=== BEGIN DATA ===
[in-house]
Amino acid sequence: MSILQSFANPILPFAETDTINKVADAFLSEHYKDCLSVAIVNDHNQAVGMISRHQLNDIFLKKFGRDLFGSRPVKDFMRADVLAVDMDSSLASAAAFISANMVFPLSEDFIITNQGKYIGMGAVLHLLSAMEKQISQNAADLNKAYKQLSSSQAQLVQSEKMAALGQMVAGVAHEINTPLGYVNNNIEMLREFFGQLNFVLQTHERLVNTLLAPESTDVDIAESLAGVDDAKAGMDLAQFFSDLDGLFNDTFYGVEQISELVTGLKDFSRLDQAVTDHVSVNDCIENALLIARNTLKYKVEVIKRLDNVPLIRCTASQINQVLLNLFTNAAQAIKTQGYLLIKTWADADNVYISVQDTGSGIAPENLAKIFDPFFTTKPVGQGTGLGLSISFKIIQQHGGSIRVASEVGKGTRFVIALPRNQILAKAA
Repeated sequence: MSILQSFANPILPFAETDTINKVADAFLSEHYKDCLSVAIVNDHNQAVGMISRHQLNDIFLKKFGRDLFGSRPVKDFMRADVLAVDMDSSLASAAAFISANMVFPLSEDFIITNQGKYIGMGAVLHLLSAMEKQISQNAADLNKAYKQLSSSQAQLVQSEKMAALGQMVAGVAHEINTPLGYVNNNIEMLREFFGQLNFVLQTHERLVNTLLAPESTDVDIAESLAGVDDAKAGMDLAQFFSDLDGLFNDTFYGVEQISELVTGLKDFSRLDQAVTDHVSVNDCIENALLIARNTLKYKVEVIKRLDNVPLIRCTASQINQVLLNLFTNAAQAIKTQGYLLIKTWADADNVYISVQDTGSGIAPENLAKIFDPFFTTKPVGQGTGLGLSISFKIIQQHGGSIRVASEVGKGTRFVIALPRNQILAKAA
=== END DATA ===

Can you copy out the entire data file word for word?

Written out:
[in-house]
Amino acid sequence: MSILQSFANPILPFAETDTINKVADAFLSEHYKDCLSVAIVNDHNQAVGMISRHQLNDIFLKKFGRDLFGSRPVKDFMRADVLAVDMDSSLASAAAFISANMVFPLSEDFIITNQGKYIGMGAVLHLLSAMEKQISQNAADLNKAYKQLSSSQAQLVQSEKMAALGQMVAGVAHEINTPLGYVNNNIEMLREFFGQLNFVLQTHERLVNTLLAPESTDVDIAESLAGVDDAKAGMDLAQFFSDLDGLFNDTFYGVEQISELVTGLKDFSRLDQAVTDHVSVNDCIENALLIARNTLKYKVEVIKRLDNVPLIRCTASQINQVLLNLFTNAAQAIKTQGYLLIKTWADADNVYISVQDTGSGIAPENLAKIFDPFFTTKPVGQGTGLGLSISFKIIQQHGGSIRVASEVGKGTRFVIALPRNQILAKAA
Repeated sequence: MSILQSFANPILPFAETDTINKVADAFLSEHYKDCLSVAIVNDHNQAVGMISRHQLNDIFLKKFGRDLFGSRPVKDFMRADVLAVDMDSSLASAAAFISANMVFPLSEDFIITNQGKYIGMGAVLHLLSAMEKQISQNAADLNKAYKQLSSSQAQLVQSEKMAALGQMVAGVAHEINTPLGYVNNNIEMLREFFGQLNFVLQTHERLVNTLLAPESTDVDIAESLAGVDDAKAGMDLAQFFSDLDGLFNDTFYGVEQISELVTGLKDFSRLDQAVTDHVSVNDCIENALLIARNTLKYKVEVIKRLDNVPLIRCTASQINQVLLNLFTNAAQAIKTQGYLLIKTWADADNVYISVQDTGSGIAPENLAKIFDPFFTTKPVGQGTGLGLSISFKIIQQHGGSIRVASEVGKGTRFVIALPRNQILAKAA